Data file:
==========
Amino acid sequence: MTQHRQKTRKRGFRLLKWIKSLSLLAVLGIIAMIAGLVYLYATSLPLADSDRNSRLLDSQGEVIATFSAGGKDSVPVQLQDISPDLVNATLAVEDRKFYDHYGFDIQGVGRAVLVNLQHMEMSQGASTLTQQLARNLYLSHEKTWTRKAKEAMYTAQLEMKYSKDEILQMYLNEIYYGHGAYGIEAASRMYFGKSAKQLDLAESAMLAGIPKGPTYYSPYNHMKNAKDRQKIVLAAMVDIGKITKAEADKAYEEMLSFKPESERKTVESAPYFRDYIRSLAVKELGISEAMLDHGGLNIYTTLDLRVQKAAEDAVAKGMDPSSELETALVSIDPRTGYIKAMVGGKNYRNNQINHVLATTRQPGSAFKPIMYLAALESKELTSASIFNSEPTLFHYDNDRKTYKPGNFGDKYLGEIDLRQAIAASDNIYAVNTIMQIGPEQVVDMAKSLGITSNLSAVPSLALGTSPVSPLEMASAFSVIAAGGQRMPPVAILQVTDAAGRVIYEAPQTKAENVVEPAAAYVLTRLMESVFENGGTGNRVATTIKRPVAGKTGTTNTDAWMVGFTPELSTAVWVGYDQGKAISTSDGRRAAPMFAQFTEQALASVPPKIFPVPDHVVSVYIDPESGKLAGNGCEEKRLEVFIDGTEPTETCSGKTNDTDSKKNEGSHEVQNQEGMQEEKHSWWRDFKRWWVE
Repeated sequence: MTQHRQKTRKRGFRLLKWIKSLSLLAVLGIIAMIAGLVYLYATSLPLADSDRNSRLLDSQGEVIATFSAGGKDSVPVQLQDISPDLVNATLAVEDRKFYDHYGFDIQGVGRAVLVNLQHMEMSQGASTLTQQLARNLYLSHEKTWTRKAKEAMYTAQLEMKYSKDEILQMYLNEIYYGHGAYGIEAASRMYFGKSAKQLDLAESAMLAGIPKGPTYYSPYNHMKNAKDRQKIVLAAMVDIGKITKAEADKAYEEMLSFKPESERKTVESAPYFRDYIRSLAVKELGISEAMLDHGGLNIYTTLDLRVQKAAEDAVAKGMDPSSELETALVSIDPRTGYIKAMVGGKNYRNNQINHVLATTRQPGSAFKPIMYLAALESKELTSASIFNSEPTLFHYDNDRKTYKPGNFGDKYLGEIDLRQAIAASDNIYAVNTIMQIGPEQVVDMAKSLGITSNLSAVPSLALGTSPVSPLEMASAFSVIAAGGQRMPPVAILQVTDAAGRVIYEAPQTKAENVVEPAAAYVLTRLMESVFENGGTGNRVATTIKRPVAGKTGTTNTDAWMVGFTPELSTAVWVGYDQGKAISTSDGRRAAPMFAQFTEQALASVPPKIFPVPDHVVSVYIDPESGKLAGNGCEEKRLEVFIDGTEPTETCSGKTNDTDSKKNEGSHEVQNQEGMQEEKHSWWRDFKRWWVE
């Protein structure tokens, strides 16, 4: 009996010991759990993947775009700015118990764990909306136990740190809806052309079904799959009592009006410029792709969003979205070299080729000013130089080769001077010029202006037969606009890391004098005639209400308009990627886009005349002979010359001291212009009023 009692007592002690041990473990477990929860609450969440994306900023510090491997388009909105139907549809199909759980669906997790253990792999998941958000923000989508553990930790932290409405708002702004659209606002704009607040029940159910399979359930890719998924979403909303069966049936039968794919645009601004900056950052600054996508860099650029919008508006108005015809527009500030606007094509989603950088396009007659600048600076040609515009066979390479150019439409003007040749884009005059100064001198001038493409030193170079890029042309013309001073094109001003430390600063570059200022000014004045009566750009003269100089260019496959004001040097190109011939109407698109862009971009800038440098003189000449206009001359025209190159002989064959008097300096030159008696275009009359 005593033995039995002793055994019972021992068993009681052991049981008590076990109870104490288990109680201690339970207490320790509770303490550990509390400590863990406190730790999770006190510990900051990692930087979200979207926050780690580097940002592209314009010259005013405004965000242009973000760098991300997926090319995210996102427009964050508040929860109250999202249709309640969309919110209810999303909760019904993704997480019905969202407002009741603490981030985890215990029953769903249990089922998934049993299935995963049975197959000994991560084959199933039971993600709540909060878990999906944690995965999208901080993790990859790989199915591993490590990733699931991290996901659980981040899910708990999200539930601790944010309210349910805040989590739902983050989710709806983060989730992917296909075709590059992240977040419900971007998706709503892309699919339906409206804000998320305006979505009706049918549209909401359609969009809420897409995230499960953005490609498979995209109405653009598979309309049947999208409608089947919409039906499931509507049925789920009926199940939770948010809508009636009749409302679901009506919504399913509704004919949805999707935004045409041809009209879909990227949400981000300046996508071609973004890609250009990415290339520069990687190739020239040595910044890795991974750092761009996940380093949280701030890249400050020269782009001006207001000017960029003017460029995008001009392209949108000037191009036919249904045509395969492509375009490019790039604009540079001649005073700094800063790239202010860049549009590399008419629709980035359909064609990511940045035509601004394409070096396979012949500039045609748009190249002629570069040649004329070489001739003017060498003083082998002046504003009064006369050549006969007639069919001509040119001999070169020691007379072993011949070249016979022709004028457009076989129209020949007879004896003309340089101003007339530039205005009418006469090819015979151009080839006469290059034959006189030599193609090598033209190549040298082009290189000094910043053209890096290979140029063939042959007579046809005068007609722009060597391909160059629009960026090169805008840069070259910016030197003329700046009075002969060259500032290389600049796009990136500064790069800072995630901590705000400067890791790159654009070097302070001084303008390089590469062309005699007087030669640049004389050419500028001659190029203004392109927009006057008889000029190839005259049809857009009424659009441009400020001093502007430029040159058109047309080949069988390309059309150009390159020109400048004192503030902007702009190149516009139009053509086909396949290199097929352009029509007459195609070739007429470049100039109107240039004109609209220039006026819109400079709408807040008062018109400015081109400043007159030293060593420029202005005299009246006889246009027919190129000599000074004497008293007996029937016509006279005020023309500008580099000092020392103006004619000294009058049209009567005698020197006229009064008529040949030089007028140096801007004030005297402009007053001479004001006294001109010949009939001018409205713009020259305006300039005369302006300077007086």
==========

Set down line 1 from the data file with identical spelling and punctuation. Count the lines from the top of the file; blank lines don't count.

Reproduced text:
Amino acid sequence: MTQHRQKTRKRGFRLLKWIKSLSLLAVLGIIAMIAGLVYLYATSLPLADSDRNSRLLDSQGEVIATFSAGGKDSVPVQLQDISPDLVNATLAVEDRKFYDHYGFDIQGVGRAVLVNLQHMEMSQGASTLTQQLARNLYLSHEKTWTRKAKEAMYTAQLEMKYSKDEILQMYLNEIYYGHGAYGIEAASRMYFGKSAKQLDLAESAMLAGIPKGPTYYSPYNHMKNAKDRQKIVLAAMVDIGKITKAEADKAYEEMLSFKPESERKTVESAPYFRDYIRSLAVKELGISEAMLDHGGLNIYTTLDLRVQKAAEDAVAKGMDPSSELETALVSIDPRTGYIKAMVGGKNYRNNQINHVLATTRQPGSAFKPIMYLAALESKELTSASIFNSEPTLFHYDNDRKTYKPGNFGDKYLGEIDLRQAIAASDNIYAVNTIMQIGPEQVVDMAKSLGITSNLSAVPSLALGTSPVSPLEMASAFSVIAAGGQRMPPVAILQVTDAAGRVIYEAPQTKAENVVEPAAAYVLTRLMESVFENGGTGNRVATTIKRPVAGKTGTTNTDAWMVGFTPELSTAVWVGYDQGKAISTSDGRRAAPMFAQFTEQALASVPPKIFPVPDHVVSVYIDPESGKLAGNGCEEKRLEVFIDGTEPTETCSGKTNDTDSKKNEGSHEVQNQEGMQEEKHSWWRDFKRWWVE